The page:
Mark Owen


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Mark Owen


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29 juillet 2020

Brands update - August 2020 – 4 de 7 Publications

Functional articles may be protected by copyright: welcome clarity from the CJEU in Brompton Bicycle case


Shapes and designs can be protected in a multiplicity of ways under EU law, potentially as copyright works, designs (registered or unregistered), or trade marks. Aspects may be patentable. Which form of protection applies in a given case and the extent to which more than one form of protection may be available are complex issues which rightsowners and the courts are constantly grappling with. The CJEU's recent decision about copyright law and Brompton Bicycles therefore comes as a welcome note of clarity.

The central question was whether copyright protection could apply to a product whose shape is, in part, necessary to obtain a technical result. The CJEU's answer was that a shape dictated by technical function did not attract copyright. Copyright could subsist if, by choosing the shape, the designer had "expressed creative ability in an original manner by making free and creative choices and has designed the product in such a way that it reflects his personality".


The product in question was Brompton's folding bicycle (below left), which folds into three different positions. The request for the CJEU arose out of copyright infringement proceedings in Belgium involving Brompton and Get2Get, a company which markets a bicycle which is visually similar to the Brompton Bike and folds into the same three positions (below right).


Brompton argued that Get2Get's bicycle infringed their copyright. Get2Get disagreed, arguing that copyright does not subsist in Brompton's bicycle as its shape and features are dictated by purely functional considerations.

Questions referred and the Advocate General's Opinion

The Belgian Court referred two questions to the CJEU. The CJEU amalgamated those questions into the single question of whether copyright protection applies to a product whose shape is, at least in part, necessary to obtain a technical result.

We have written previously about the Advocate General's Opinion published in April 2020. The CJEU largely followed that Opinion, though was less definite about the importance of the designer's intention. Nevertheless, the Court made it clear that getting inside the designer's mind is crucial.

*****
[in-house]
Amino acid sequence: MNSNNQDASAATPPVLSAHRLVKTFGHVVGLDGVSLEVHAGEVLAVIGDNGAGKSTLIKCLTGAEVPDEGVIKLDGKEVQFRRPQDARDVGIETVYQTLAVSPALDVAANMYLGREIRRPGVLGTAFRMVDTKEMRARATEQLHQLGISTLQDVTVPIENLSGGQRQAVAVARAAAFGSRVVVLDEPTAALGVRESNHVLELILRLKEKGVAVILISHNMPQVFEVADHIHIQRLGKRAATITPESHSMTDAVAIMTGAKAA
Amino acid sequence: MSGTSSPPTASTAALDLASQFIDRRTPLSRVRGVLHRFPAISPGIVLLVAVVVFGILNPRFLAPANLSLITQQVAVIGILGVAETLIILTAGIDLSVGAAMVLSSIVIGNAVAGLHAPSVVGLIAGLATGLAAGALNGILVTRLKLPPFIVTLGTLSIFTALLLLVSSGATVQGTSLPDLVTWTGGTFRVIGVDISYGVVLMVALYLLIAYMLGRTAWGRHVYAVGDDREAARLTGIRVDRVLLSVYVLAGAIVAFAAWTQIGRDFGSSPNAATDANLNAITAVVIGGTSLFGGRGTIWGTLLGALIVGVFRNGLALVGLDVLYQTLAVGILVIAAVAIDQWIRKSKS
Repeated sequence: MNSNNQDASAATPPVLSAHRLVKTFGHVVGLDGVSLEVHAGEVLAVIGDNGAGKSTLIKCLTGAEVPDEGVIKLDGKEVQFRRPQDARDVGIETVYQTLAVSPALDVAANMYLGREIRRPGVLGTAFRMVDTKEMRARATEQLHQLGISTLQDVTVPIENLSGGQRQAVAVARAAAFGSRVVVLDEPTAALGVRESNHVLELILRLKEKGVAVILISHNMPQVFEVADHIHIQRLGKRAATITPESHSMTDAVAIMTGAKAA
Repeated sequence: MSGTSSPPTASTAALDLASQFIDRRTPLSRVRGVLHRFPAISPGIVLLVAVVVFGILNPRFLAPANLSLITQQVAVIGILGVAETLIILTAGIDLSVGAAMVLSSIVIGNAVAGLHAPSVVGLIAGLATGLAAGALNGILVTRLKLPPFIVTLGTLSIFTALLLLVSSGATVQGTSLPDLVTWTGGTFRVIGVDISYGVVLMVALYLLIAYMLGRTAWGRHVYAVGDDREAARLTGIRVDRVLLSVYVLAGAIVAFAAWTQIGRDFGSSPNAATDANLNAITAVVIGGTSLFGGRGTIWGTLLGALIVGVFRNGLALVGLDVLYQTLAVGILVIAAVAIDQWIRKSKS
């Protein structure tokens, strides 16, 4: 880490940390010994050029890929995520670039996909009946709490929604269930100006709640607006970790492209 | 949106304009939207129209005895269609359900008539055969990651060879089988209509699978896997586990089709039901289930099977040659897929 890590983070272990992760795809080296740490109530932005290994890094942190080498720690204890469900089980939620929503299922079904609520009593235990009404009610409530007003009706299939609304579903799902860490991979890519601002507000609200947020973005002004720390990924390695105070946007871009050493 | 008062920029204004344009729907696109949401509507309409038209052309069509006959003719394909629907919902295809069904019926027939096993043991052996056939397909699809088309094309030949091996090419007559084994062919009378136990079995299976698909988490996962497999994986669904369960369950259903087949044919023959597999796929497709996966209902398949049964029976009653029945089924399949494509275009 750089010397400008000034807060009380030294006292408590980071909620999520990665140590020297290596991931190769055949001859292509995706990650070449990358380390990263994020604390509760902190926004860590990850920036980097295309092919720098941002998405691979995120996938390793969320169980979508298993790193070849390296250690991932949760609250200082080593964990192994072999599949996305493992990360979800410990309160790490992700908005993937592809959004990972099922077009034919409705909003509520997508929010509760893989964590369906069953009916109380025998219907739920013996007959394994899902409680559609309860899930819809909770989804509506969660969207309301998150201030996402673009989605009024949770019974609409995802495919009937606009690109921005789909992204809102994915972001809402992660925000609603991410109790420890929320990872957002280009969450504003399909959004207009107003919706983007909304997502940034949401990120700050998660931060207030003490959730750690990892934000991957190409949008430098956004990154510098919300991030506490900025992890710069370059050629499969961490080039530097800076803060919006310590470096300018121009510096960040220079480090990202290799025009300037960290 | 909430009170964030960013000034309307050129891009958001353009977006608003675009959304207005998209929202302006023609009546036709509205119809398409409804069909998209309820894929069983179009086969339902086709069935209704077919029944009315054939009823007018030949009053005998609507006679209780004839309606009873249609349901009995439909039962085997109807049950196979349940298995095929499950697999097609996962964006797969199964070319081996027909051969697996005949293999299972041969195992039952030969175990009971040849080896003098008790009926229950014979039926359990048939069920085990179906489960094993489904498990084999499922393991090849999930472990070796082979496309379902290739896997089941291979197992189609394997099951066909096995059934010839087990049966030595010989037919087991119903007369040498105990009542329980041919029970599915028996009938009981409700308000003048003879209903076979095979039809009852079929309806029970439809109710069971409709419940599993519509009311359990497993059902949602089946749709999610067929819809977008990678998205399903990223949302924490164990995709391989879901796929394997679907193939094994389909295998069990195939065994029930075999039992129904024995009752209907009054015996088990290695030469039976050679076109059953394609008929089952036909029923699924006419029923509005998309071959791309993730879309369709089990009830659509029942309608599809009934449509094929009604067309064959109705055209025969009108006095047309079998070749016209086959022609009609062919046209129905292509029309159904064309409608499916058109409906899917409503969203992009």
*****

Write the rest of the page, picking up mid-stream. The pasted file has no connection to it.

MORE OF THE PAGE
In line with the CJEU's judgment in Cofemel (C-683/17), the Court explained that copyright subsistence has two conditions. Firstly, it entails an original subject matter which is the author's own intellectual creation. Secondly, it requires the expression of that creation in a sufficiently identifiable way. Here, only the first question arose, and the Court explained the questions which need to be considered in determining that:

  • Timing: The relevant time period for examining whether the design was the author's own intellectual creation was when the product was designed. Anything subsequent was irrelevant. For the design to be regarded as original, the subject matter must reflect the personality of its author, as an expression of their free and creative choices. 
  • Functionality: The functionality of the design was central to the question of determining originality. Importantly, the Court held that functional designs could nevertheless amount to an "original work resulting from intellectual creation." A design will not be regarded as original where its realisation has been dictated by technical considerations which have left no room for creative freedom. If it is impossible to separate the design and the idea, copyright will not subsist. Even if there are a number of shapes which can achieve the same technical result, that will not of itself mean that the resulting work attracts copyright. 
  • Room for originality among technical considerations: The CJEU held that, in light of the above, a subject matter may be regarded as original even though its realisation has been dictated by technical considerations, provided that those technical considerations have left room for creative freedom. The existence of an earlier (now expired) patent on the process for achieving the technical result and a shape's effectiveness in achieving that result,should be considered only in so far as they make it possible to reveal what the creator considered when choosing the shape of the product. In the CJEU's view, the shape of the Brompton bicycle was necessary to obtain a technical result, namely that it may be folded into three positions. However, it was for the Belgian court to ascertain whether, in spite of this, it was an original work resulting from intellectual creation.


This is an important judgment that helps provide a clear way through part of the maze of laws around protection of shapes. In particular, the guidance that a functional article may be protected by copyright casts doubt on laws of EU Member States which suggest that it is a binary position and that functionality negates the possibility of copyright protection. 

It also provides useful guidance about which evidence will be important – namely, that it is all the factors which went into the designer's design choices when those were being made. 

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